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Facebook is building drones, satellites & lasers to make Internet services available to remote palces

On the second
day of F8,  the annual developer
conference of Facebook, Mike Schroepfer, Chief Technology Officer, Facebook,
began by delivering a keynote on the next generation of technology that
Facebook is building to connect the world.

On the second
day of F8,  the annual developer
conference of Facebook, Mike Schroepfer, Chief Technology Officer, Facebook,
began by delivering a keynote on the next generation of technology that
Facebook is building to connect the world.

Last August,
Facebook partnered with leading technology companies to launch Internet.org — a
global effort to make affordable basic internet services available to everyone
in the world. Today, Facebook announced that it is building drones, satellites
and lasers in its ‘Connectivity Lab’ to achieve that goal.

Mark Zuckerberg
previously announced its Aquila drones on Facebook, saying that the team is
made up of leading experts in aerospace and communications technology from
notable places like NASA’s Jet Propulsion Lab and Ames Research center.

Today, the
company announced that it has successfully conducted the first test flight of
its UAV platform, which will one day help connect people living in the world’s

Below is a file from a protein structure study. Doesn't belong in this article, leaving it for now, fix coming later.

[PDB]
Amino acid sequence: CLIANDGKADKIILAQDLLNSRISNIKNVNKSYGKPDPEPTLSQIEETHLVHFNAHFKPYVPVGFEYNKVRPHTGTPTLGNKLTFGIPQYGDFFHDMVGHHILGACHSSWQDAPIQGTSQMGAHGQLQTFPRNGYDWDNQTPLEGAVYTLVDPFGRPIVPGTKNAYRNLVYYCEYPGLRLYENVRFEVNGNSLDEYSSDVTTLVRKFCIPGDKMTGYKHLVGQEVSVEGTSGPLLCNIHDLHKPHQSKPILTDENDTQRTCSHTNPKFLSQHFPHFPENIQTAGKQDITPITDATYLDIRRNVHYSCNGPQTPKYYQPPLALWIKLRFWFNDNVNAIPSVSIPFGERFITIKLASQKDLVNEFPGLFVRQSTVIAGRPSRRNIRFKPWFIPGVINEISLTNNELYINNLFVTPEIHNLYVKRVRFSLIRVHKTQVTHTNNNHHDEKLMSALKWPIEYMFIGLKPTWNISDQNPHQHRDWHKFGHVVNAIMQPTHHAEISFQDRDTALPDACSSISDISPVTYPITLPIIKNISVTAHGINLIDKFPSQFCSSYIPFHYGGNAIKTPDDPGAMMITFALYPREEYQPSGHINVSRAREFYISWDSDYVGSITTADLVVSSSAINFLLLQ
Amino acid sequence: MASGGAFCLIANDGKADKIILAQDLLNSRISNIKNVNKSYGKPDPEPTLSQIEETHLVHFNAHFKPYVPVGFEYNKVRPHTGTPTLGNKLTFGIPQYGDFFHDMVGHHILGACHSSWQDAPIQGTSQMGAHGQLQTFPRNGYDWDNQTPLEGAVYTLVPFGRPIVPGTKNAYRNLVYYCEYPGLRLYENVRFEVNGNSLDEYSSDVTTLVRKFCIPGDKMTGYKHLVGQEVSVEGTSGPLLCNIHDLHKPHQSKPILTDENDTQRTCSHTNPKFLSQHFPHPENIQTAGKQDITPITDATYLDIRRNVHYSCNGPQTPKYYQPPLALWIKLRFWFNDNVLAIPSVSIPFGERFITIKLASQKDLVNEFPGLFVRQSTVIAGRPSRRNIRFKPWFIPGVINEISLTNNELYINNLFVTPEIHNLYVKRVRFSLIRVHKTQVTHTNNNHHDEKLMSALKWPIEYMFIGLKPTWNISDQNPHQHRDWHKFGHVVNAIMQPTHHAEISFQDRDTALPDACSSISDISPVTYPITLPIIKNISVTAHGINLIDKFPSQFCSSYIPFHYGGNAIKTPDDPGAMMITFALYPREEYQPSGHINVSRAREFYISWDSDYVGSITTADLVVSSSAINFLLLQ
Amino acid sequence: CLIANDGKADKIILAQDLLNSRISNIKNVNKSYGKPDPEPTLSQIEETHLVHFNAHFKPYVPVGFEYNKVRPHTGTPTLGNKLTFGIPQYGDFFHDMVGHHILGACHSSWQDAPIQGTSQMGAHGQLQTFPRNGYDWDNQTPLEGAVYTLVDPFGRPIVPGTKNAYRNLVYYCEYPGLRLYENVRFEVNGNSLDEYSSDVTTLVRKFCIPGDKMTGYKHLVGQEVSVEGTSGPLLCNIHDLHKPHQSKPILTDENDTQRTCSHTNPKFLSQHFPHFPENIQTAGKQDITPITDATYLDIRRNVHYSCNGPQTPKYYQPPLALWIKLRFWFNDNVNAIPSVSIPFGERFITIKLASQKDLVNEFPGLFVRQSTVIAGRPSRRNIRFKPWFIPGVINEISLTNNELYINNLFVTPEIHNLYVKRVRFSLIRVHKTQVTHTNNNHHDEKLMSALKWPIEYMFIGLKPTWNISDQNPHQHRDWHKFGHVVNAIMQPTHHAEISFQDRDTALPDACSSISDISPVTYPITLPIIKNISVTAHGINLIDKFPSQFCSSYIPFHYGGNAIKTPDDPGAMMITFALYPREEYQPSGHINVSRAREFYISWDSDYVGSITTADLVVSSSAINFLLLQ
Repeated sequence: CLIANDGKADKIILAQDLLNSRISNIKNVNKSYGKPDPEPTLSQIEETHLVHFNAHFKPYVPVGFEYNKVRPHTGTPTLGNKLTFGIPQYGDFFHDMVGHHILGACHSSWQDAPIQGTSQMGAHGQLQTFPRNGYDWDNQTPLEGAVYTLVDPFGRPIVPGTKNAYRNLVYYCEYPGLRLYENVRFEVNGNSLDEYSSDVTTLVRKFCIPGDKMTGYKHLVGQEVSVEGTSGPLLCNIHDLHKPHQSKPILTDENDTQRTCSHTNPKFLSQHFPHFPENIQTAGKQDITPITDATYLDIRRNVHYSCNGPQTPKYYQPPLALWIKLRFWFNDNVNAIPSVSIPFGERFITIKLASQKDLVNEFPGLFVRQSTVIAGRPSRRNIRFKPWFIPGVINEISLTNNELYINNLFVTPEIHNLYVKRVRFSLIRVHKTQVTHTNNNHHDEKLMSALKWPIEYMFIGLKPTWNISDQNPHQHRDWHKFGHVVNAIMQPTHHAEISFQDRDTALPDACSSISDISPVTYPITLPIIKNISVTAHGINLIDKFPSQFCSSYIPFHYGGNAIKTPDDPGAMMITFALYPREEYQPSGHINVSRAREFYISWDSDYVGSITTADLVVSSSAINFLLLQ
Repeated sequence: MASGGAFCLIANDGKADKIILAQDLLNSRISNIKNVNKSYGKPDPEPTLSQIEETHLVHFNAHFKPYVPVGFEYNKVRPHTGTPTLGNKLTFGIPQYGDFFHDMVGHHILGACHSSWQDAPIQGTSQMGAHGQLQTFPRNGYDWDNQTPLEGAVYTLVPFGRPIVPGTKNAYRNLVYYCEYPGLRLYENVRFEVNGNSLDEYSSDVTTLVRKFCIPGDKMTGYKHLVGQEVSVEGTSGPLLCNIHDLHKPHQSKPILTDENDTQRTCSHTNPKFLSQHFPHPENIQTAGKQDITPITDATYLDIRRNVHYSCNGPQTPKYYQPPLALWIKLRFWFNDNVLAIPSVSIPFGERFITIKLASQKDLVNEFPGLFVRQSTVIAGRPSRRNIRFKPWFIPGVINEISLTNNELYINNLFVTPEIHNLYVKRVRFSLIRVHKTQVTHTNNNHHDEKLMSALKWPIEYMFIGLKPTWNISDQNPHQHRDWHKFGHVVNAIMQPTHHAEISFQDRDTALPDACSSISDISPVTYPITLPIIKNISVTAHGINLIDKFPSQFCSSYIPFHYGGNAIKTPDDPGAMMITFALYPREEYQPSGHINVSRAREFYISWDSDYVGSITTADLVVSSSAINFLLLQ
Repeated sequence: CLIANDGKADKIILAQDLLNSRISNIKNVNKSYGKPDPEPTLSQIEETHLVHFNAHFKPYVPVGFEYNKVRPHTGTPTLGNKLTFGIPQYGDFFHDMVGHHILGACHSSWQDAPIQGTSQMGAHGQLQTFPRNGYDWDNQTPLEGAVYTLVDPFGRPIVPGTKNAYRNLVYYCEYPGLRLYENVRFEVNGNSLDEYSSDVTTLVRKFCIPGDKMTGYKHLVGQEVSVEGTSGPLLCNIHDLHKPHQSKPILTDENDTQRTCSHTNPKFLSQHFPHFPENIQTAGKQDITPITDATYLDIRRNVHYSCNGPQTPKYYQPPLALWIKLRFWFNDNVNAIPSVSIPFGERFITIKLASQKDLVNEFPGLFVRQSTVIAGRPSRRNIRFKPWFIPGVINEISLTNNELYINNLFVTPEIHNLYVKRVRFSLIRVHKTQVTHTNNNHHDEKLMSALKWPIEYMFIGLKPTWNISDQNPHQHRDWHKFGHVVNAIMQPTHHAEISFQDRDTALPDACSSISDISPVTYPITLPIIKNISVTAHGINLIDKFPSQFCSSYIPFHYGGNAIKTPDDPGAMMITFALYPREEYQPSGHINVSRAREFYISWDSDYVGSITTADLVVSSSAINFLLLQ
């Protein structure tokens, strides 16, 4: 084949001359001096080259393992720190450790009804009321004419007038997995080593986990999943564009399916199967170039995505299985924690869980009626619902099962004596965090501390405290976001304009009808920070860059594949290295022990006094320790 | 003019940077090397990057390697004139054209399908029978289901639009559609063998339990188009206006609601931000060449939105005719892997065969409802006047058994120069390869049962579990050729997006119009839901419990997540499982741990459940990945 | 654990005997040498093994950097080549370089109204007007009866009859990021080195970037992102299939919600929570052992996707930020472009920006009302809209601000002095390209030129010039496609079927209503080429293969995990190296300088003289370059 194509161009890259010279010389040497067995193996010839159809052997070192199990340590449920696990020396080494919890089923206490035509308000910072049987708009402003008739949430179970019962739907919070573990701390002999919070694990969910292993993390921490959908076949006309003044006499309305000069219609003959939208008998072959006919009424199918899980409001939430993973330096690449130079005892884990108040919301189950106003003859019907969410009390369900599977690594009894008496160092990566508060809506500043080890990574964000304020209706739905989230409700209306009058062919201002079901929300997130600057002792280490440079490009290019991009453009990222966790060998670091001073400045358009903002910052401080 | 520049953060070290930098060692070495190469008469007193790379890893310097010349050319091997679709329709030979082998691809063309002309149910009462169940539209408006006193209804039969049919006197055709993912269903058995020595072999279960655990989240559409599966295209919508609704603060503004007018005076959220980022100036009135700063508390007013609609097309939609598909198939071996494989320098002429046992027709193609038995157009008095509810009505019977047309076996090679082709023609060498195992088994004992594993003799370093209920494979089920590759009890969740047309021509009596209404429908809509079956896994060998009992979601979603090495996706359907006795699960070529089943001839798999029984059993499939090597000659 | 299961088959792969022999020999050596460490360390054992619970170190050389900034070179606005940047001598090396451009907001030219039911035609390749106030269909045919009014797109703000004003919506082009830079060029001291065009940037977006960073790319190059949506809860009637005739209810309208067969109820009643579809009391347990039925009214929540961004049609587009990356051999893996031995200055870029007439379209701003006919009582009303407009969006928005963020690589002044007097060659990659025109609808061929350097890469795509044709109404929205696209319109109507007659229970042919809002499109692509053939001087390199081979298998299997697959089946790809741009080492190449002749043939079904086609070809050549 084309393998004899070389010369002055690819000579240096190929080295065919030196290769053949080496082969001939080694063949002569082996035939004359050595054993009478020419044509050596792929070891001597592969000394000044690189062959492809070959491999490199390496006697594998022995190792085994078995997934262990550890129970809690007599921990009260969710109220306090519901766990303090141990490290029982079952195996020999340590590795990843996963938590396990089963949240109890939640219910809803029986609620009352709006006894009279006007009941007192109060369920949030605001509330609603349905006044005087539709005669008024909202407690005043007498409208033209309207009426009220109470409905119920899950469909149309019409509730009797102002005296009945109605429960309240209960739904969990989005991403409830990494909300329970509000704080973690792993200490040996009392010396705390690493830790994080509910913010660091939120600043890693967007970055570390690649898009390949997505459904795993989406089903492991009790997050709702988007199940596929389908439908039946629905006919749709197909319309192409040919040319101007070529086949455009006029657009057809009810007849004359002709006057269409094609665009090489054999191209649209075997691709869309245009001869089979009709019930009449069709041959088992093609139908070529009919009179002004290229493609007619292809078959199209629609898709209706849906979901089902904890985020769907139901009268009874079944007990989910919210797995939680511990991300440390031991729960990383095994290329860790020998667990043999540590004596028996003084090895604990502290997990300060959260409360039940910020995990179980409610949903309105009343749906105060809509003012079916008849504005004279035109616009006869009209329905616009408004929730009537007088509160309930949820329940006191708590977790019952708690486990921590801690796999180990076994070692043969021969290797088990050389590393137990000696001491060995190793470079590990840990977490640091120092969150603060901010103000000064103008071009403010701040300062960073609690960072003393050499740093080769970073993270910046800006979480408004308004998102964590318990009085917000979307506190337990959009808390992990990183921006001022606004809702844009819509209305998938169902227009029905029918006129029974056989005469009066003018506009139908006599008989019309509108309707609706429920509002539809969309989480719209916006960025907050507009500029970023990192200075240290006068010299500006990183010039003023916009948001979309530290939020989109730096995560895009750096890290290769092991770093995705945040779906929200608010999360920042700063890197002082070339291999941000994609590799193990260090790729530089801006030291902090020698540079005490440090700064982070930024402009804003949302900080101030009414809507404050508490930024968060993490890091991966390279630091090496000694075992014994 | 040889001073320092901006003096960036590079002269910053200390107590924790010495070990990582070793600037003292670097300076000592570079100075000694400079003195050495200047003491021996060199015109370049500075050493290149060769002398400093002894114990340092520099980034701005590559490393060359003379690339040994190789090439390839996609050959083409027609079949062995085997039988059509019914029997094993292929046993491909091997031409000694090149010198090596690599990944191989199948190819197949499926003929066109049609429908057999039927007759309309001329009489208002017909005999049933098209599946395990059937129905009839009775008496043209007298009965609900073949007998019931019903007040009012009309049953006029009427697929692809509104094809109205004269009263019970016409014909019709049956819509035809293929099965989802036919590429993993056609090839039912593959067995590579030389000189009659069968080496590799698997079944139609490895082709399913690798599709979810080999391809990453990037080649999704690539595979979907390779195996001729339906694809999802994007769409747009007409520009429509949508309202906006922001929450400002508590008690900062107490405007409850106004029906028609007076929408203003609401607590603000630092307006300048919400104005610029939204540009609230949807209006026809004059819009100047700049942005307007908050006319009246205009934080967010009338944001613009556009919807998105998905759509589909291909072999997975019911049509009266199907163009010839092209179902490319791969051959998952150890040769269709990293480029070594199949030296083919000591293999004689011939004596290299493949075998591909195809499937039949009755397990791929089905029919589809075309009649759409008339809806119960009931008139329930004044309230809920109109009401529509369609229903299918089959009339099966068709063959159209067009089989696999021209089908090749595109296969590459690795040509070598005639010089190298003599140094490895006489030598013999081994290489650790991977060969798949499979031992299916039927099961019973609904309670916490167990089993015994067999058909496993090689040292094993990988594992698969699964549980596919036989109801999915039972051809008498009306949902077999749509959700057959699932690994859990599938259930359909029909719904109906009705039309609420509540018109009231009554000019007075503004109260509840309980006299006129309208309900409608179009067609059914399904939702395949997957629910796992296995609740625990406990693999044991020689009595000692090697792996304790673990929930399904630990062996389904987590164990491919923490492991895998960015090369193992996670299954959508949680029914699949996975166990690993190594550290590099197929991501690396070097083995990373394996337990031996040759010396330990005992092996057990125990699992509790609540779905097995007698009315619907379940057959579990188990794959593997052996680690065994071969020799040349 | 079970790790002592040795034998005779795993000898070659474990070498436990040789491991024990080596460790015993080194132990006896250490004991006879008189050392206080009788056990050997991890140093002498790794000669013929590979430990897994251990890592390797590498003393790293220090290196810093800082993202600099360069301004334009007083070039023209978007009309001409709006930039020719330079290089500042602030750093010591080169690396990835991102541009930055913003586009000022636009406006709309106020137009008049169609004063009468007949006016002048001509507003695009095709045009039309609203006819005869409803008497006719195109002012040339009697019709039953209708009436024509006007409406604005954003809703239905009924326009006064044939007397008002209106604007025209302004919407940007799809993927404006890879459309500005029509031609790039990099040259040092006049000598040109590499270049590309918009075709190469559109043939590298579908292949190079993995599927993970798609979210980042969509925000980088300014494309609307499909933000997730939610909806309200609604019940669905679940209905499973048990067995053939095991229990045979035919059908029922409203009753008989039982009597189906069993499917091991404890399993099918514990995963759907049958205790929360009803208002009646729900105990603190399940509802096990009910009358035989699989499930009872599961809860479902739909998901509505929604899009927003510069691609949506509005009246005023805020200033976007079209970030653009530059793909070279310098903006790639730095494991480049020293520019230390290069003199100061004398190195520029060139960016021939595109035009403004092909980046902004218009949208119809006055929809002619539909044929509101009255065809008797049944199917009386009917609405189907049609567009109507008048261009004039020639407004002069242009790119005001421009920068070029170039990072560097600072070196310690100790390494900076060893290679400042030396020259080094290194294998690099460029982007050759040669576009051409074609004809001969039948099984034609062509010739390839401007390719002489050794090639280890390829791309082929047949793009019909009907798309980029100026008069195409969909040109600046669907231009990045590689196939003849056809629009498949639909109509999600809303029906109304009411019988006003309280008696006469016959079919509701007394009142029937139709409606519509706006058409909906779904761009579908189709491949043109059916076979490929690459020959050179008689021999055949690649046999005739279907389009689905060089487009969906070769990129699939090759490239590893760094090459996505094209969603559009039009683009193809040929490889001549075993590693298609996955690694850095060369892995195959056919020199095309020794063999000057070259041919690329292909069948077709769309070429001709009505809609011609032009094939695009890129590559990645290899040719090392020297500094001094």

most remote communities.

The drone
reportedly hovers at around 60,000 feet delivering internet for up to “months”
at a time. The drones have a wingspan that’s equivalent to that of a 737.

According to Facebook,
the altitude is the lowest permitted for unregulated airspace and this zone has
stable weather conditions and low wind speeds, which means the aircraft can easily
cruise and conserve power, while generating power through its solar panels during
the day to store in its batteries for overnight use.

The company has even
made available a detailed white
paper
on how it hopes to deliver internet to these regions using unmanned
drones.

According to the
whitepaper, Facebook’s approach to developing new platforms is based on the
principle that different communities need different technical solutions.

The company’s research
has shown that approximately 80-90% of the world’s population lives today in
areas already covered by 2G or 3G networks. These environments are mostly urban
or semi-urban, and the basic cell and fiber infrastructure has already been
constructed here by mobile operators. For most people, the obstacles to getting
online are primarily economic.

What Facebook
wants to do is:

  1. Fly as close to the ground as possible in
    order to maximize signal strength.
  2. Fly at a high enough altitude where the
    wind is not very strong in order to maximize endurance.
  3. Fly outside of regulated airspace for
    safety and quick deployment.
  4. Be able to precisely control the location
    of these aircraft, unlike balloons.
  5. Build the smallest structure possible so
    it requires minimal energy to stay aloft.
  6. Build a large enough structure that can
    effectively harvest all the energy it needs rom the sun.
  7. Build the cheapest structure so we can
    cost effectively produce enough to span many areas.
  8. Build a re-usable structure to make it
    more cost effective as well.

The team has
many of the world’s leading experts in aerospace and communications technology,
including from NASA’s Jet Propulsion Lab and Ames Research Center. Today, Facebook
announced that it is also bringing on key members of the team from Ascenta, a
small UK-based company whose founders created early versions of Zephyr, which
became the world’s longest flying solar-powered unmanned aircraft. They will
join the team working on connectivity
aircraft
.

Image Source: agbeat.com

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